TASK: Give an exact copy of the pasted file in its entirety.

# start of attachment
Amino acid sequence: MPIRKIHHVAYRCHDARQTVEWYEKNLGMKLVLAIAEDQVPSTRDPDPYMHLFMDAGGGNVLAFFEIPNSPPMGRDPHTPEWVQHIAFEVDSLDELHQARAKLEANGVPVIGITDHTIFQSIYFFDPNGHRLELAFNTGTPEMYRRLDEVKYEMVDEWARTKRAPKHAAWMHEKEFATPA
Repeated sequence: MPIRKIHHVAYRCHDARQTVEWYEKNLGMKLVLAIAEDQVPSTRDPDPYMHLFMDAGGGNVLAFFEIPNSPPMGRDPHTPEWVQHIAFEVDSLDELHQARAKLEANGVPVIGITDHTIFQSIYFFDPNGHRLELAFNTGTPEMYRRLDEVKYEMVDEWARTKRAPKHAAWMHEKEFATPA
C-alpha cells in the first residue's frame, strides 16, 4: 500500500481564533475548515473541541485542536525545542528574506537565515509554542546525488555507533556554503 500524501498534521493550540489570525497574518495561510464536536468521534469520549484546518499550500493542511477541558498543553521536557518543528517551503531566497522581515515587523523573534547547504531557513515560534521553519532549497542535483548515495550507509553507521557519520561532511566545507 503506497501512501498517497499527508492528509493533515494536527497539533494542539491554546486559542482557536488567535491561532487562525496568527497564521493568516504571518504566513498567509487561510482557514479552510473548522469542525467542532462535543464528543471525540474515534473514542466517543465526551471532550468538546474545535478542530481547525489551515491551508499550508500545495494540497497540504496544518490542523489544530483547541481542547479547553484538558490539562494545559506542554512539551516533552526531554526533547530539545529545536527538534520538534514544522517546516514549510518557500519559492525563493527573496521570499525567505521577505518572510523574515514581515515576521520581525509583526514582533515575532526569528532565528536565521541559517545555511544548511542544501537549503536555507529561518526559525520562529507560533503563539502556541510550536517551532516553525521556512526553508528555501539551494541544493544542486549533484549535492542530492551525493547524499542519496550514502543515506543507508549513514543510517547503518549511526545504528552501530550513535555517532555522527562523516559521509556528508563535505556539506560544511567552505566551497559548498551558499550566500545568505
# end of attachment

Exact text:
Amino acid sequence: MPIRKIHHVAYRCHDARQTVEWYEKNLGMKLVLAIAEDQVPSTRDPDPYMHLFMDAGGGNVLAFFEIPNSPPMGRDPHTPEWVQHIAFEVDSLDELHQARAKLEANGVPVIGITDHTIFQSIYFFDPNGHRLELAFNTGTPEMYRRLDEVKYEMVDEWARTKRAPKHAAWMHEKEFATPA
Repeated sequence: MPIRKIHHVAYRCHDARQTVEWYEKNLGMKLVLAIAEDQVPSTRDPDPYMHLFMDAGGGNVLAFFEIPNSPPMGRDPHTPEWVQHIAFEVDSLDELHQARAKLEANGVPVIGITDHTIFQSIYFFDPNGHRLELAFNTGTPEMYRRLDEVKYEMVDEWARTKRAPKHAAWMHEKEFATPA
C-alpha cells in the first residue's frame, strides 16, 4: 500500500481564533475548515473541541485542536525545542528574506537565515509554542546525488555507533556554503 500524501498534521493550540489570525497574518495561510464536536468521534469520549484546518499550500493542511477541558498543553521536557518543528517551503531566497522581515515587523523573534547547504531557513515560534521553519532549497542535483548515495550507509553507521557519520561532511566545507 503506497501512501498517497499527508492528509493533515494536527497539533494542539491554546486559542482557536488567535491561532487562525496568527497564521493568516504571518504566513498567509487561510482557514479552510473548522469542525467542532462535543464528543471525540474515534473514542466517543465526551471532550468538546474545535478542530481547525489551515491551508499550508500545495494540497497540504496544518490542523489544530483547541481542547479547553484538558490539562494545559506542554512539551516533552526531554526533547530539545529545536527538534520538534514544522517546516514549510518557500519559492525563493527573496521570499525567505521577505518572510523574515514581515515576521520581525509583526514582533515575532526569528532565528536565521541559517545555511544548511542544501537549503536555507529561518526559525520562529507560533503563539502556541510550536517551532516553525521556512526553508528555501539551494541544493544542486549533484549535492542530492551525493547524499542519496550514502543515506543507508549513514543510517547503518549511526545504528552501530550513535555517532555522527562523516559521509556528508563535505556539506560544511567552505566551497559548498551558499550566500545568505